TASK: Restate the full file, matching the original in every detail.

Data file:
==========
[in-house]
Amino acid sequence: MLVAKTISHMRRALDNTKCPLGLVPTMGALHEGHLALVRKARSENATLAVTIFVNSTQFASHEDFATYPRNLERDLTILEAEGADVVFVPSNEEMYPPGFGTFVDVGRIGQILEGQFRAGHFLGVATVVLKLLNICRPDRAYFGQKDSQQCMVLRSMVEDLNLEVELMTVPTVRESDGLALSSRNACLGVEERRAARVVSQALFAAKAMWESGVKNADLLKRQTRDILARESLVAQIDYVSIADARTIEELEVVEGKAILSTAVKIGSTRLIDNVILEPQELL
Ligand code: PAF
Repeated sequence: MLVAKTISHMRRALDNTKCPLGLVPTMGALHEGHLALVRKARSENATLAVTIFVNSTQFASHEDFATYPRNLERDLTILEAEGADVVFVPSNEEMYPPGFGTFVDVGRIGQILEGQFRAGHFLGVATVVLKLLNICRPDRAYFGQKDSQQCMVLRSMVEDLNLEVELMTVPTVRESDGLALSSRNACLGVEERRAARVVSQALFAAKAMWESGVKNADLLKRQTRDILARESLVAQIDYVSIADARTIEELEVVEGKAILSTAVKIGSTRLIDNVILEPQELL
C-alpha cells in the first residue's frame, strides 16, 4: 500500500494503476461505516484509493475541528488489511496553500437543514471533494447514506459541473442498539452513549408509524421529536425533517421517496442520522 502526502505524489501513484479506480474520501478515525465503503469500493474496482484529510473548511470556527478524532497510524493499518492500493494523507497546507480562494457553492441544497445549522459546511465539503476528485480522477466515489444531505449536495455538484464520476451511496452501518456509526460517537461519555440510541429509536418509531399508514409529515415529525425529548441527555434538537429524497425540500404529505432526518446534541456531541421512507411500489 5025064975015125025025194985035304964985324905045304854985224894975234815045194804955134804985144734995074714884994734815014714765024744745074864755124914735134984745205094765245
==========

[in-house]
Amino acid sequence: MLVAKTISHMRRALDNTKCPLGLVPTMGALHEGHLALVRKARSENATLAVTIFVNSTQFASHEDFATYPRNLERDLTILEAEGADVVFVPSNEEMYPPGFGTFVDVGRIGQILEGQFRAGHFLGVATVVLKLLNICRPDRAYFGQKDSQQCMVLRSMVEDLNLEVELMTVPTVRESDGLALSSRNACLGVEERRAARVVSQALFAAKAMWESGVKNADLLKRQTRDILARESLVAQIDYVSIADARTIEELEVVEGKAILSTAVKIGSTRLIDNVILEPQELL
Ligand code: PAF
Repeated sequence: MLVAKTISHMRRALDNTKCPLGLVPTMGALHEGHLALVRKARSENATLAVTIFVNSTQFASHEDFATYPRNLERDLTILEAEGADVVFVPSNEEMYPPGFGTFVDVGRIGQILEGQFRAGHFLGVATVVLKLLNICRPDRAYFGQKDSQQCMVLRSMVEDLNLEVELMTVPTVRESDGLALSSRNACLGVEERRAARVVSQALFAAKAMWESGVKNADLLKRQTRDILARESLVAQIDYVSIADARTIEELEVVEGKAILSTAVKIGSTRLIDNVILEPQELL
C-alpha cells in the first residue's frame, strides 16, 4: 500500500494503476461505516484509493475541528488489511496553500437543514471533494447514506459541473442498539452513549408509524421529536425533517421517496442520522 502526502505524489501513484479506480474520501478515525465503503469500493474496482484529510473548511470556527478524532497510524493499518492500493494523507497546507480562494457553492441544497445549522459546511465539503476528485480522477466515489444531505449536495455538484464520476451511496452501518456509526460517537461519555440510541429509536418509531399508514409529515415529525425529548441527555434538537429524497425540500404529505432526518446534541456531541421512507411500489 5025064975015125025025194985035304964985324905045304854985224894975234815045194804955134804985144734995074714884994734815014714765024744745074864755124914735134984745205094765245